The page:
Seven is a par 5 of 561/504 double dogleg unless you play for the green in two in which case it is a dogleg right. There is a long waste area on the right with a single small bunker on the left at the point where the fairway narrows to half its width about 240 yards out from the 504 tees. After the narrowing of the fairway there is a centerline, raised pot bunker placed to annoy you. As you near the green the waste area returns on the left with a small pot bunker on the left. I did not mind the use of the centerline pot bunker but felt it should have been there for the second shot since more players would have to consider it.
Eight features driving through a shoot of trees for this par 4 of 372/312 that bends to the right. This hole has a long waste area on the right and then seemingly bunkers everywhere starting about 120 yards in. It also has one of the smallest greens on the course. I probably should have liked the hole more than I did.
Nine is a longer par 3 of 207/174 with water down the left side and the green slanted towards the water. There is plenty of room to the right but one will face a speedy chip.
The back nine kicks off with a par 4 of 390/355 playing straight and the least interesting hole on the golf course. This presents a real birdie chance. There are long waste areas on the right and another one left of the green. This has perhaps the easiest green to putt.
Eleven is a par 5 of 575/530 with a long waste area on the left and two thin bunkers on the right. About 100 yards from the green there is a large oak tree left center of the fairway with a small pot bunker opposite it. The waste area returns on the left about 70 yards short of the green which has three small pot bunkers. This is a nice par 5.
Twelve is a par 4 of 492/450 rated the hardest on the inward nine. There is a large waste area on the left that picks up again on the right side. This fairway feels a bit narrower than the other holes playing as a slight dogleg left. The green has two pot bunkers to the right side and is nicely framed by trees behind the green.
As mentioned previously, thirteen is a short par 4 of 403/331 and is rated the easiest on the course. There is a forced carry over a waste area that continues down the left on this sharp dogleg left with the large cypress on the left corner. On the front left of the green are two deeper pot bunkers and another one left. Two more pot bunkers are off to the right but there is ample room for recovery to this thin green. The tree is pretty and I am glad they left it there. One has to get unlucky for the tree to affect one’s play into the green.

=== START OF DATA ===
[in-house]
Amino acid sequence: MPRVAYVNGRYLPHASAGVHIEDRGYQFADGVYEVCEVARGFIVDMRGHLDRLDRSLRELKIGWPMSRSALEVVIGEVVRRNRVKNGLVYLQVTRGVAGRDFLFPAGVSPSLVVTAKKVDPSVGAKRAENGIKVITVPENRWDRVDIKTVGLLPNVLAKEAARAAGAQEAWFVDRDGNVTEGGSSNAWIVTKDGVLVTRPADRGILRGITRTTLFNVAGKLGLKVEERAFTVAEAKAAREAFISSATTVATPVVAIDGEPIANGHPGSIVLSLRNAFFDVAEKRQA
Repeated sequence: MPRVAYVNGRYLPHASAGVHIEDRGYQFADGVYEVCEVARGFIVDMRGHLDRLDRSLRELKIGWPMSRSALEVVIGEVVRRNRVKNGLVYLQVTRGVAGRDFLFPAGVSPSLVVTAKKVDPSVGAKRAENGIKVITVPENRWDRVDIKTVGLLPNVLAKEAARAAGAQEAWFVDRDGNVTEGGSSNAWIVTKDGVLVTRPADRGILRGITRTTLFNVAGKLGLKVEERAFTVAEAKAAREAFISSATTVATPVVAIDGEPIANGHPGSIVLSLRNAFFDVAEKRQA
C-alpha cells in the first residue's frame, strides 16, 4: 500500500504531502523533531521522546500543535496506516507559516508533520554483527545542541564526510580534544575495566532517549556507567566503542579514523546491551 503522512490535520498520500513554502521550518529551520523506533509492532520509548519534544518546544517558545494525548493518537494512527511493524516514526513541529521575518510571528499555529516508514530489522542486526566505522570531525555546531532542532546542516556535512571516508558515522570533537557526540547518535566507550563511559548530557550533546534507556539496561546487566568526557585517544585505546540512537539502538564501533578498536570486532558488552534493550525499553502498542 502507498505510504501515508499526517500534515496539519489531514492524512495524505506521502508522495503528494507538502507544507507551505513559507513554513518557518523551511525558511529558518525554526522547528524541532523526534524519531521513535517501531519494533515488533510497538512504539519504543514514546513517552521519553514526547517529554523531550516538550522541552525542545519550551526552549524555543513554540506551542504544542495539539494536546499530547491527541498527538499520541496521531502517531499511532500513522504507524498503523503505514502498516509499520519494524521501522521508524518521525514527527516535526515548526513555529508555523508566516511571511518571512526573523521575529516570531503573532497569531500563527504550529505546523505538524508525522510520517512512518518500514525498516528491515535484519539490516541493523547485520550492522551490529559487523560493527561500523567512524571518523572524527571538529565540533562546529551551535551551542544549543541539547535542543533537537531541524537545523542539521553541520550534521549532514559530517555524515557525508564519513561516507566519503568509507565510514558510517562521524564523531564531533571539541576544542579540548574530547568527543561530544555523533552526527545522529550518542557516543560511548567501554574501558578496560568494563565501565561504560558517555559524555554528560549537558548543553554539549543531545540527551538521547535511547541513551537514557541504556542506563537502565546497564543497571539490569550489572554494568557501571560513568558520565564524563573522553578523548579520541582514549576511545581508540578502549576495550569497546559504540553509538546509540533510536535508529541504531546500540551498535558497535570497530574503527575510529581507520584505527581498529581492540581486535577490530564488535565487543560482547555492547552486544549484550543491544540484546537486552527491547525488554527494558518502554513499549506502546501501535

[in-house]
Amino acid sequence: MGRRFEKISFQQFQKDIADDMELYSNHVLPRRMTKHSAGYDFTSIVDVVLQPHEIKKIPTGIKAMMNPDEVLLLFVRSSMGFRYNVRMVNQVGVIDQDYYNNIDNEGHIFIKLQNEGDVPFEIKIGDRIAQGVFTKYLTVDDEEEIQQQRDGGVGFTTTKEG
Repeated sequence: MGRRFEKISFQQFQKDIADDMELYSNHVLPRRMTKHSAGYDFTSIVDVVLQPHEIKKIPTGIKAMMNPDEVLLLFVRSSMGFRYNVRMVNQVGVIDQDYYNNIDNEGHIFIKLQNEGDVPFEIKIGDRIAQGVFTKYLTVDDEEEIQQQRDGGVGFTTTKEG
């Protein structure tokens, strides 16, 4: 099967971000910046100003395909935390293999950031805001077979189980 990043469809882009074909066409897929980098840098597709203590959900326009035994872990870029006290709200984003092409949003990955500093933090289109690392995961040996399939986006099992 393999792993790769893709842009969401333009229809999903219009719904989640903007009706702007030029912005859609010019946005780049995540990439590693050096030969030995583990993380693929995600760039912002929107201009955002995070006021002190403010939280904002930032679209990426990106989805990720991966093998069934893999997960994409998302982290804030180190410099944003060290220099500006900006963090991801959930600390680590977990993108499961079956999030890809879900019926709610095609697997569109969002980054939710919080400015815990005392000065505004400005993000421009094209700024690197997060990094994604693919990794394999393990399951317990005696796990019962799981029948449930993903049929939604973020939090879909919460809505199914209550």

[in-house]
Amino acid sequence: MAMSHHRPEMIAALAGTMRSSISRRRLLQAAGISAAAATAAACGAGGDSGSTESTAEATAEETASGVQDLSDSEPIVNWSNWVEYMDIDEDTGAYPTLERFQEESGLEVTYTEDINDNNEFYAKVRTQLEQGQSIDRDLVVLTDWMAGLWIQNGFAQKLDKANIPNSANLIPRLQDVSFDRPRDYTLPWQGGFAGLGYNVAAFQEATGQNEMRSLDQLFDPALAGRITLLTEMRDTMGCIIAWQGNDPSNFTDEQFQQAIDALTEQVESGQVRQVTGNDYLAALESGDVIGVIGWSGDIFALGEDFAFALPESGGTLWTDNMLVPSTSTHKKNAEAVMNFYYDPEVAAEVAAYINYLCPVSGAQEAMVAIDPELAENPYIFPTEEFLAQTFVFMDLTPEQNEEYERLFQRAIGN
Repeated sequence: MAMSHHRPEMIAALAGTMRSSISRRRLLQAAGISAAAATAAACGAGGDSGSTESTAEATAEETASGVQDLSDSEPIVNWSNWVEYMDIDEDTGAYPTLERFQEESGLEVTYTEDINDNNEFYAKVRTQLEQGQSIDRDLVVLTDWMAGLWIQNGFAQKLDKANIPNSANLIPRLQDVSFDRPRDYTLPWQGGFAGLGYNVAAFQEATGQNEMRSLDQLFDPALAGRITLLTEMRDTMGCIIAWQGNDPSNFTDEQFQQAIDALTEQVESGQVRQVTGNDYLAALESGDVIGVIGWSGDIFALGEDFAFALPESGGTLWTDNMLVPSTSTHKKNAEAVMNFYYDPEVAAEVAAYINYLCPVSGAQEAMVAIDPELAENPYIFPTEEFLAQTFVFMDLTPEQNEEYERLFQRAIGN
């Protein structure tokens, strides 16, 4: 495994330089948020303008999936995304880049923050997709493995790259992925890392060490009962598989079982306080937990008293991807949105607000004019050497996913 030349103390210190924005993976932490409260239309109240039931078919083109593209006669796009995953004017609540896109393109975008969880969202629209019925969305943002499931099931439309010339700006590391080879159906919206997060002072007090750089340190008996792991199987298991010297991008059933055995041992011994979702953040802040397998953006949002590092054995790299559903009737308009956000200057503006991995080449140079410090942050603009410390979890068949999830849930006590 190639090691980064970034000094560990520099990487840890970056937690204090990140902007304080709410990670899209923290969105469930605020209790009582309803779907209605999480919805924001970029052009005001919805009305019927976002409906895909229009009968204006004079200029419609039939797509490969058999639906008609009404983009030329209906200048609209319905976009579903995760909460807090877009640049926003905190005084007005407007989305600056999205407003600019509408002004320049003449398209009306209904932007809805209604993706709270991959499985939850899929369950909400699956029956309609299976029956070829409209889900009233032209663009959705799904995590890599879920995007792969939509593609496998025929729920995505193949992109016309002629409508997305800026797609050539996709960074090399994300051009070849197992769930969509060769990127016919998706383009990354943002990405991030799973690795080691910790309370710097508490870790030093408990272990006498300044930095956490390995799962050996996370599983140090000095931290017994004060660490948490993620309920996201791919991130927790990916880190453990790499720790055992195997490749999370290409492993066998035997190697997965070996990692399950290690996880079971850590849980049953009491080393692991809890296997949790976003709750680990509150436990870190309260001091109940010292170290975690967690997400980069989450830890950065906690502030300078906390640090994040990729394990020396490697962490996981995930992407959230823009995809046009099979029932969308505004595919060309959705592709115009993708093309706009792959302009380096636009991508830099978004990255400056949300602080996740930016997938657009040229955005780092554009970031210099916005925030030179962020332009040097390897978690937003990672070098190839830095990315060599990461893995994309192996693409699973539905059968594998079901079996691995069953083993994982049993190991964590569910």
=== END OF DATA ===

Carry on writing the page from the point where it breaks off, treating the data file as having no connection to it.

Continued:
Fourteen is a longer par 3 of 216/178 with a sandy waste area that does not come into play but a large bunker left and three bunkers on the right. I like this par 3 the most because I felt the others to be repetitive with their use of water.
Fifteen is a long par 4 of 490/433 that has a long series of waste area down the left and scattered bunkers on the right. There is another waste area on the right nearer the green which has a nasty grass bunker on the back right. The hole has trees behind it making it one of the more attractive holes on the golf course.
Sixteen is a par 4 of 355/323 dogleg right. There is a large waste bunker on the right with islands in it reducing the fairway to half its size. A pond then comes into play from the left from 150 yards out continuing through the length of the green. This is the most undulating green on the course with four plateaus in it. I did like the hole.
Seventeen is a par 3 with water on the left and plays to 215/153. The green has good mounding on the right side and is sloped back to front. The miss on this hole is short right. There are two pot bunkers right of the green which is long and thin. This hole is much better the farther back one goes. However, this hole is too similar to the ninth hole which detracts from the hole.
The eighteenth hole is one that everyone should know. This par 5 of 585/548 plays as a dogleg right with water down the entire right side. A key is to avoid the two raised bunkers left. On the drive there is a thin waste area between the fairway, rough and the water. This waste area ends about 300 yards from the PGA tee. Nearer the green is a centerline bunker and two bunkers left. At the green is another centerline bunker that is deep and can lead to a blind shot to the left side of the elevated green. Behind the green are two small gathering pot bunkers. It is a nice hole that demands either two or three good shots. The green has a central spine in it. It is a classic finishing hole and the best green complex on the course. It is a pity there are not more interesting green complexes on the course.
TPC Louisiana does not have the topography to be interesting. While the cypress and oak trees are pretty as are the ponds, it is not a course that will stay in one’s memory due to the flatness of the terrain and the over-use of waste bunkers. There is not a single outstanding hole but there are several good ones. Unlike English Turn where the entire course feels the same, TPC Louisiana does make one feel as if they are playing different holes. However, due to the overuse of long waste areas and many bunkers looking the same, they will not feel as if they are playing unique holes. One will definitely remember the eighteenth hole for its green complex. The greens are perhaps the distinguishing feature of the course due to their size and the placement of bunkers usually away from the immediate side of the green. As mentioned, one would not fly into to play this course unless one had a desire to visit New Orleans and add this as part of the trip.